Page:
In Which We Start Testing Roads…

October 15, 1958

The inaugural ceremony for the AASHO Road Test took place in the city of Ottawa, Illinois, which is located about 80 miles (128.8 kilometers) southwest of Chicago. The purpose of this road test, which was sponsored by the American Association of State Highway Officials (AASHO) and supervised by the Highway Research Board (now the Transportation Research Board) of the National Academy of Sciences, entailed conducting scientific studies of the performance of highway pavements when subjected to repeated passages of vehicles of various weights and sizes.

This effort was far from being the first one undertaken to assess the most optimal materials and designs for the development of long-lasting roads. An early and well-documented example of this type of test involved the Bates Experimental Road in Illinois during the early 1920s. The Illinois Division of Highways built a 2.5-mile (four-kilometer) test segment on state property near Springfield to determine the best materials to use for rural roads carrying major truck traffic. This road test concluded that concrete was the best material for highway building and provided a precise design to maximize the life of concrete roads.

The U.S. Bureau of Public Roads (BPR) conducted several loading tests on concrete pavement during the 1930s. Systematic efforts to gauge the service life of highway pavements and the impact of wheel loads gained new momentum after World War II. AASHO provided strong leadership and support when it came to those efforts. In 1948, for example, the association established formal procedures for launching and managing road tests.

In general, these research projects were financed jointly by two or more states to provide data for the development of longer-lasting pavements to handle ever-increasing traffic nationwide. These first of these projects was carried out in Maryland in 1950 and 1951. This effort, known as Road Test One-MD, was administered by the Highway Research Board and financed by the District of Columbia and 11 states – Maryland, Connecticut, Delaware, Illinois, Kentucky, Michigan, New Jersey, Ohio, Pennsylvania, Virginia, and Wisconsin. The Maryland study used an existing road near the town of La Plata to test the impact of round-the-clock truck traffic on concrete pavements.

Following this project, the Western Association of State Highway Officials (WASHO) sponsored a road test in 1953 and 1954 in Idaho at the suggestion of the AASHO Transportation Committee. The WASHO Road Test focused on the impact of heavy truck traffic on flexible (asphalt) pavements. This road test – likewise administered by the Highway Research Board – was financed by the Idaho, California, Colorado, Nevada, New Mexico, Oregon, Texas, Montana, Utah, Washington, and Wyoming highway departments.

Plans for a third road test, which would be conducted under the aegis of the Mississippi Valley Association of Highway Officials (representing Midwestern states), were abandoned in favor of a more comprehensive research project sponsored by AASHO.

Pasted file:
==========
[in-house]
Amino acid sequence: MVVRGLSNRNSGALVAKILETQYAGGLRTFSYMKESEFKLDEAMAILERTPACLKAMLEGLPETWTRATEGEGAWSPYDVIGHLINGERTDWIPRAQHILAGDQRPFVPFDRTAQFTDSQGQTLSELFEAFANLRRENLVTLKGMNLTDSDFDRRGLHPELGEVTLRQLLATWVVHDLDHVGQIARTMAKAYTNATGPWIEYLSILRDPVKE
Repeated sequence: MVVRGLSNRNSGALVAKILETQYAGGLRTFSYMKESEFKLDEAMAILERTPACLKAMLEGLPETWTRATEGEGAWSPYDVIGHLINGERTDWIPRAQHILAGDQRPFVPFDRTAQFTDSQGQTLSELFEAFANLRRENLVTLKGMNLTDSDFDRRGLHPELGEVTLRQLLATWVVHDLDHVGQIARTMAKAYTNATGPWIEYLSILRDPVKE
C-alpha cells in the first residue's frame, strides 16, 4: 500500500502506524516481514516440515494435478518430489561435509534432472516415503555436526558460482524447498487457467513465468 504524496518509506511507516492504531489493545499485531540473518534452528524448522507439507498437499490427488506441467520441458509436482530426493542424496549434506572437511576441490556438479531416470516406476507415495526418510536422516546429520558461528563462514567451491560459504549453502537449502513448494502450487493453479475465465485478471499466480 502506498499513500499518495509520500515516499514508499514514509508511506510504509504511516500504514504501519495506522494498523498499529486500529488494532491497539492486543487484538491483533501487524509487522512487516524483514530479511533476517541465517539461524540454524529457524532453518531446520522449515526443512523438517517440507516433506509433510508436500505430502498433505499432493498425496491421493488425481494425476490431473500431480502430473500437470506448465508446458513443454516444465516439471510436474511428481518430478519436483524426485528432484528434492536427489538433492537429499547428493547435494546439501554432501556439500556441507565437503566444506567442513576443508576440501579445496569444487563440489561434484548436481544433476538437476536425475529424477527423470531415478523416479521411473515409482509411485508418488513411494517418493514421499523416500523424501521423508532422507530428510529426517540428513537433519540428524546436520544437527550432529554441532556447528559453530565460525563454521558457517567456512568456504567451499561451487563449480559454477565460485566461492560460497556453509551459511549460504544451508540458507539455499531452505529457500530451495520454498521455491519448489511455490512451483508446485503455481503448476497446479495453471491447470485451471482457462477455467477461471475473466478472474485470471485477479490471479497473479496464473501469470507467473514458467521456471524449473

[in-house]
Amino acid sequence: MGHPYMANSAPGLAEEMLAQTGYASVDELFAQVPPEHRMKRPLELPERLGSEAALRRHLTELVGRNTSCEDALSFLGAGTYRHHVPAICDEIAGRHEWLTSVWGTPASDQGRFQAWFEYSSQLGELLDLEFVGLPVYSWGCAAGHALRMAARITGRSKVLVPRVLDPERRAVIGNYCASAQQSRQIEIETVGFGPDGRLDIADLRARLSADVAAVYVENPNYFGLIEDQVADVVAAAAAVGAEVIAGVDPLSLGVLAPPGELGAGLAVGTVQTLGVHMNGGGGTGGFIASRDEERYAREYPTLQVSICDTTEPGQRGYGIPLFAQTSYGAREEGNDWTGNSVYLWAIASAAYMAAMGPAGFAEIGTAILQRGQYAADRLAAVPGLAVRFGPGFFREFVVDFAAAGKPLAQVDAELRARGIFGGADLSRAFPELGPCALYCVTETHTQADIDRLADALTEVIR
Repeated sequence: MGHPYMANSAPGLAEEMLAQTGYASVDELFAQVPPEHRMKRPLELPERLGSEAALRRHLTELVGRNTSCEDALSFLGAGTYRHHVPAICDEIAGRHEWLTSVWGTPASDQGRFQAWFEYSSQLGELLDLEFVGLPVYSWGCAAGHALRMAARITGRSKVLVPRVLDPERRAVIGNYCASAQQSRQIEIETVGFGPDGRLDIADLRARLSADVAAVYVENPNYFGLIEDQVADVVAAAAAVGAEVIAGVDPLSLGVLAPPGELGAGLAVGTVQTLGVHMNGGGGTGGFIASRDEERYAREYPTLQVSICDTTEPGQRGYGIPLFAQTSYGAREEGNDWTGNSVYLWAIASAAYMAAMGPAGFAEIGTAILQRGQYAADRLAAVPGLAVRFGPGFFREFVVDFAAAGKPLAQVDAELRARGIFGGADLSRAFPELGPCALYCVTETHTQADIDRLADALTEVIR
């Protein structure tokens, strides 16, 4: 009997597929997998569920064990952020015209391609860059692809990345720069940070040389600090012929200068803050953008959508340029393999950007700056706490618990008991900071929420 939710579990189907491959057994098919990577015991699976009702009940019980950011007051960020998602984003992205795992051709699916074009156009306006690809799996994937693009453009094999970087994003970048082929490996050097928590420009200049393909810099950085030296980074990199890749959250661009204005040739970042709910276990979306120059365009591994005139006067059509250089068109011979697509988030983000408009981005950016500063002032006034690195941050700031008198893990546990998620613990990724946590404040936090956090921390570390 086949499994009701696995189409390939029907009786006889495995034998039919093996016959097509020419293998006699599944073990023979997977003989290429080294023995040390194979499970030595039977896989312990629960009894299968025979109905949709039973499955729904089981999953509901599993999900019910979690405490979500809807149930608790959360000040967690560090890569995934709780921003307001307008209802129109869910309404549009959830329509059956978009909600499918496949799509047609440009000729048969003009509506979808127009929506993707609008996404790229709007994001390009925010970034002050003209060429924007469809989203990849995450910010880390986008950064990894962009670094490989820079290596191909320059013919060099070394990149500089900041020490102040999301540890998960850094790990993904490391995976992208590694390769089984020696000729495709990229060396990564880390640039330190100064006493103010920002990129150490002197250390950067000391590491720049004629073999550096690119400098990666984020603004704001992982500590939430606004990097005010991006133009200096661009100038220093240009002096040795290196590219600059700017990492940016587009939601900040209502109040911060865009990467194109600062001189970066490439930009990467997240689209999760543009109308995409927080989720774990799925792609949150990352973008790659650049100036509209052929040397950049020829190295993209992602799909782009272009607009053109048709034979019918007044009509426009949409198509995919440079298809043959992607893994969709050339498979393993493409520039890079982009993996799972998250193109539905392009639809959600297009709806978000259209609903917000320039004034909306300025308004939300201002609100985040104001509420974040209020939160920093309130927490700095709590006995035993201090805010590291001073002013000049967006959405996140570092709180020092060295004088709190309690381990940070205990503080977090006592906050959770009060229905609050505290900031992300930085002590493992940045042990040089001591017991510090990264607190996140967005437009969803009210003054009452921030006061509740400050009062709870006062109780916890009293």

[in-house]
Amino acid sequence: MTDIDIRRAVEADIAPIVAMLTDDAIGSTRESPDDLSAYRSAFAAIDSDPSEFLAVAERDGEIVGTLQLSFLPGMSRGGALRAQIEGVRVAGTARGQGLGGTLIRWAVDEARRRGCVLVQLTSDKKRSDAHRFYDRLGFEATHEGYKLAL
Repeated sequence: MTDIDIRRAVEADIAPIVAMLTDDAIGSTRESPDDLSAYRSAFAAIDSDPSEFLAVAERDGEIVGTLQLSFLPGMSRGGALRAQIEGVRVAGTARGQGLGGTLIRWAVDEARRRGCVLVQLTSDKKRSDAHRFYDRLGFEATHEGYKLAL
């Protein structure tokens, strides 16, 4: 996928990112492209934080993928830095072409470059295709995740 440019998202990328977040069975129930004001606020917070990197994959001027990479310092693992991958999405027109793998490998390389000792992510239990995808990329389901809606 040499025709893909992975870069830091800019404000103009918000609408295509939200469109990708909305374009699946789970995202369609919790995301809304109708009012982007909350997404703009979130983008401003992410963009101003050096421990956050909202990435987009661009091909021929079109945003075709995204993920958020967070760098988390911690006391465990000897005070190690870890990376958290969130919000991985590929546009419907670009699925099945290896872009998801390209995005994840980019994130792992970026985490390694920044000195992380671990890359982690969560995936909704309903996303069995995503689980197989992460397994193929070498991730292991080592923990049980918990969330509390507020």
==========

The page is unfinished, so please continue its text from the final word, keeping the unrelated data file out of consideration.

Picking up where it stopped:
The noontime ceremony officially launching that comprehensive project on October 15, 1958, included a ribbon cutting by Governor William G. Stratton of Illinois. Among those speaking at the ceremony was Ellis L. Armstrong, who had recently been appointed BPR commissioner.  “Today we are opening the most important section of highway in the country,” he proclaimed to those in attendance. “For highways are built for only one reason–to serve the people. And this road is not different in that respect . . . . The benefits from this test road . . . will begin to serve the Nation at the earliest possible date.”

Claude R. McMillan, AASHO president and South Carolina chief highway commissioner, likewise spoke at the ceremony. He asserted, “This is a big day for highway transportation in the United States and everywhere.”

Over the next couple of years, the AASHO Road Test was carried out along a seven-mile (11.3-kilometer) track of two-lane highway between Ottawa and the city of LaSalle. (The track was part of the future alignment of Interstate 80 in that area.) The road test focused on the impacts of moving truck loads on a variety of both asphalt and concrete pavement designs. There were a total of 836 segments with six test loops and 16 bridges along the track, all built with different materials and engineering concepts.

The U.S. Department of Defense provided cars and heavy-duty trucks that were driven over this experimental stretch of highway relentlessly to see which pavement segments lasted the longest in the best possible condition. Information on these segments was crucial in advancing knowledge about structural design, pavement performance, and the impact of heavy loads.

Overall, the AASHO Road Test encompassed the largest and most substantive pavement research performed in the 20th century. Its results have proven to be highly influential with respect to highway design and construction. For more information on the AASHO Road Test and its legacy, please check out and

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